Power - You'll spend the vast majority of your time listening instead of transmitting. That uses very little power, so running a generator just to listen is pretty wasteful. Almost all ham radio equipment is designed to run on 12 volts DC although most hams use a power supply to get that from grid power. When it's time to transmit, you can continue using your battery power if you've got a heavy duty setup, otherwise you may need a generator if you're running fairly high power (100 watts is a pretty standard output for HF although it can run much higher or lower). If conditions are right, you can use much lower power with a lot less difference than you'd expect. By the way, if teotwaki shuts down much of "the system" there will be a lot less RF noise and it should be somewhat easier to get through with less power.

Keep in mind that a lot of radio stuff is done on schedules, so there's no need to power the station except for the regular schedule(s) or using batteries to listen. Most modern ham radio equipment can receive over a very wide range - listen in on military, commercial and government shortwave, etc. They normally can only transmit within those frequencies that are allocated to amateur radio plus the MARS frequencies (an amateur radio/military system). Some radios can be modified so that they can transmit on any frequency that the radio can be tuned to. In the case of my radio, clipping one resistor lead removes the frequency restriction. There are very few circumstances where I'd ever want to do that, but it's always good to know the capabilities of your equipment.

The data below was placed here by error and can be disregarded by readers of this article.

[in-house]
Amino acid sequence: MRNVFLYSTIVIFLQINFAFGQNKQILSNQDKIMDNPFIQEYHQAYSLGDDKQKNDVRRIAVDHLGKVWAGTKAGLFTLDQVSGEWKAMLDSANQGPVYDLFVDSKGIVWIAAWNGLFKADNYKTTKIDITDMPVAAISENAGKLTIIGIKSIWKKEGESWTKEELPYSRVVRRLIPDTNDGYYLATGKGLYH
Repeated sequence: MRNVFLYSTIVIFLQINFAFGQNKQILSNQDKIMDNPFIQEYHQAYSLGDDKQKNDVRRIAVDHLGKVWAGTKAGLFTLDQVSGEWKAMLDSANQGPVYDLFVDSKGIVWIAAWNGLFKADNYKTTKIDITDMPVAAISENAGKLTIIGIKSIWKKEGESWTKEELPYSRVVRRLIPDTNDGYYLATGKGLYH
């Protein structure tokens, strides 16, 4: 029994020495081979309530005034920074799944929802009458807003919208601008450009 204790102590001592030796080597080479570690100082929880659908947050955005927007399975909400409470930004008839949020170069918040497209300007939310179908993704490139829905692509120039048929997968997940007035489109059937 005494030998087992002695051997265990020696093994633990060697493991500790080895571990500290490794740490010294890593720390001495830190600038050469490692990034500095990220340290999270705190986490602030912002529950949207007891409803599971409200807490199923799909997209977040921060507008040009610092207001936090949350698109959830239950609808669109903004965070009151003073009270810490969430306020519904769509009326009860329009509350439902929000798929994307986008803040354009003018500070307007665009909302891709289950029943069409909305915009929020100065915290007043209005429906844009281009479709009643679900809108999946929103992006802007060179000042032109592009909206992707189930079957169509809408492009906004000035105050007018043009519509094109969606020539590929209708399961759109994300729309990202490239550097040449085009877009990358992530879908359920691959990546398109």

A map of the power grid:


Plus charcoal links